Staff use observations and assessments to identify gaps in children's learning. These assessments are used to identify children's next steps and inform staff's planning. Staff show an understanding of the benefits of communicating with staff at other settings children also attend.
However, staff have not yet fully established working in partnership with staff at these other settings to gain a full picture of children's developmental needs. This means that children who attend other settings lack consistency in their learning.Teaching is consistently good.
Staff provide opportunities for children to think and share their ideas and collaborate with adults. For example, children think of ways to measure how tall ferns grow in the local woodland by creating a height chart.Parents are highly complimentary about the nursery.
They comment that staff are 'kind' and 'warm', and their children love attending. Parents appreciate the regular communication from the key person about their children's progress and support provided. They see the positive impact that attending the nursery has on their children's learning, particularly their confidence and speech.
Children sit together at mealtimes and socialise with each other and staff. Staff give clear messages to parents regarding healthy meals, including the contents of healthy packed lunches. However, staff do not consistently reinforce these messages during children's play.
For example, staff do not extend or challenge children's understanding of healthy food options during activities, such as while looking at pictures of a variety of food. This does not fully support children to learn how to make healthy choices in relation to food.Staff report being well supported by the leadership team.
They benefit from regular supervision, which focuses on children's learning, training needs and staff well-being. Therefore, staff morale is high, and teamwork is effective.The managers are very reflective in their practice to enable them to improve outcomes for children.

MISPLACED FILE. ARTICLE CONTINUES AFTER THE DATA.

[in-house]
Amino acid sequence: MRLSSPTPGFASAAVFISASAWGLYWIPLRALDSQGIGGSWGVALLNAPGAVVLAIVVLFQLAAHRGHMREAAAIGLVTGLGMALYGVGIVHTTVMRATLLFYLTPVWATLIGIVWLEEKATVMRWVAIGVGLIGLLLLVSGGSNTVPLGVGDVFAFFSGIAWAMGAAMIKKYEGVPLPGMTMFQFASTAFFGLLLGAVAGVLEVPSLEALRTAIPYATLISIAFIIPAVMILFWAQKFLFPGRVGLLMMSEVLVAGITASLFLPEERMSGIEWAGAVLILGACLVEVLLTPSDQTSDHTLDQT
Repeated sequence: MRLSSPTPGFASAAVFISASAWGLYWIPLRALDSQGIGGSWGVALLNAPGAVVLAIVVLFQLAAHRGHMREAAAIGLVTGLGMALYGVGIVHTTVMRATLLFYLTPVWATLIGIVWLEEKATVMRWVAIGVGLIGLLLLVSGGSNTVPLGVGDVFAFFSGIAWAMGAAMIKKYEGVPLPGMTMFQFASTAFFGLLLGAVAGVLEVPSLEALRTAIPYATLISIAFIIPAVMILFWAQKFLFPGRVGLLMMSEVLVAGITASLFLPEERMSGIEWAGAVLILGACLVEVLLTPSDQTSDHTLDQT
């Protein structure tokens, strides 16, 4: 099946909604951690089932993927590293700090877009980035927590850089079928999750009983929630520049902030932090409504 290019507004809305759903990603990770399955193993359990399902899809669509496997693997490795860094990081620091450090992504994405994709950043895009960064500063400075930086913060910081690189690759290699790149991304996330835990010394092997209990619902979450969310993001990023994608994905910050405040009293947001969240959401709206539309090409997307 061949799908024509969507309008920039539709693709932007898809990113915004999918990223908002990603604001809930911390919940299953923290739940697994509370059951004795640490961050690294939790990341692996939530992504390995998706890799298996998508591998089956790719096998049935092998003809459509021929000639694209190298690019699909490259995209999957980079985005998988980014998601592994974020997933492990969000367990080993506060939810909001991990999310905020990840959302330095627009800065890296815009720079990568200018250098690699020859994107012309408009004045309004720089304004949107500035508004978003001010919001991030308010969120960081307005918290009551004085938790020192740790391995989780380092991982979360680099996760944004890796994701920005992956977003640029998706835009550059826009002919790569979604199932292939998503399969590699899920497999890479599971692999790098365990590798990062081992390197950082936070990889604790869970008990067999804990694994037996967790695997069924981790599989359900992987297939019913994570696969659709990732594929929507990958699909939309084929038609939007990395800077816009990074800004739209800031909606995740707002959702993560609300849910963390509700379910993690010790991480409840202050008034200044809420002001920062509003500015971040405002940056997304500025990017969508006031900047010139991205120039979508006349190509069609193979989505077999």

They are able to identify the strengths and areas for development.
The arrangements for safeguarding are effective.The members of staff who are designated safeguarding leads understand their responsibilities.
They monitor and support staff's knowledge of procedures. Staff are able to identify signs of abuse, including neglect, female genital mutilation and children who may be at risk of exposure to extremist beliefs. Staff know what to do if they are worried about a child or if they have concerns about another member of staff.
They are vigilant in their supervision of children, to ensure children receive good care and are kept safe. Staff know how to provide effective first aid to a child who is choking.
What does the setting need to do to improve?
To further improve the quality of the early years provision, the provider should: strengthen the sharing of information with other settings that children attend to support a consistent approach across all aspects of children's development support children further to improve their understanding of the importance of making healthy choices around food.